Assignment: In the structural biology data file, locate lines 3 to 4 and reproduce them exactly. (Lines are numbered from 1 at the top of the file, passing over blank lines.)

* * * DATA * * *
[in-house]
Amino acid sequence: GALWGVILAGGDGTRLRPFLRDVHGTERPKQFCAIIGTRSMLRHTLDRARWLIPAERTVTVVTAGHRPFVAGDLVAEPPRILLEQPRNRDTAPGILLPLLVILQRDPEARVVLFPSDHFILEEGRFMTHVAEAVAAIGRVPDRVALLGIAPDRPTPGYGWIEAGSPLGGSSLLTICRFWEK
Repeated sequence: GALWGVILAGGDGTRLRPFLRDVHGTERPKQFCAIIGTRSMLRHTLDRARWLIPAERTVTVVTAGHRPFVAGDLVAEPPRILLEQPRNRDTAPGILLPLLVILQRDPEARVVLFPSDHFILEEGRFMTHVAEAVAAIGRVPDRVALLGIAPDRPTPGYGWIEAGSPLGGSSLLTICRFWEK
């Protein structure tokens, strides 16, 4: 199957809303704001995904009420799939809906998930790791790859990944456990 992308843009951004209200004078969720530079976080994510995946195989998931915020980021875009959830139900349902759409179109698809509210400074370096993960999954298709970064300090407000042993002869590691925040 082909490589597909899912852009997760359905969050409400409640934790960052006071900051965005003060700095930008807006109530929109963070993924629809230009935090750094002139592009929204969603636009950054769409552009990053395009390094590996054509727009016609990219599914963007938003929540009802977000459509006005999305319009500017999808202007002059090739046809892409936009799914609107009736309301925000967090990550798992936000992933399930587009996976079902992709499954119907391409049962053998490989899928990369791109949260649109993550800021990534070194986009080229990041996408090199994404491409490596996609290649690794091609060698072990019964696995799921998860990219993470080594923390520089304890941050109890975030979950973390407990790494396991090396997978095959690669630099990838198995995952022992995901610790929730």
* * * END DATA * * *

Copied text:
Repeated sequence: GALWGVILAGGDGTRLRPFLRDVHGTERPKQFCAIIGTRSMLRHTLDRARWLIPAERTVTVVTAGHRPFVAGDLVAEPPRILLEQPRNRDTAPGILLPLLVILQRDPEARVVLFPSDHFILEEGRFMTHVAEAVAAIGRVPDRVALLGIAPDRPTPGYGWIEAGSPLGGSSLLTICRFWEK
């Protein structure tokens, strides 16, 4: 199957809303704001995904009420799939809906998930790791790859990944456990 992308843009951004209200004078969720530079976080994510995946195989998931915020980021875009959830139900349902759409179109698809509210400074370096993960999954298709970064300090407000042993002869590691925040 082909490589597909899912852009997760359905969050409400409640934790960052006071900051965005003060700095930008807006109530929109963070993924629809230009935090750094002139592009929204969603636009950054769409552009990053395009390094590996054509727009016609990219599914963007938003929540009802977000459509006005999305319009500017999808202007002059090739046809892409936009799914609107009736309301925000967090990550798992936000992933399930587009996976079902992709499954119907391409049962053998490989899928990369791109949260649109993550800021990534070194986009080229990041996408090199994404491409490596996609290649690794091609060698072990019964696995799921998860990219993470080594923390520089304890941050109890975030979950973390407990790494396991090396997978095959690669630099990838198995995952022992995901610790929730």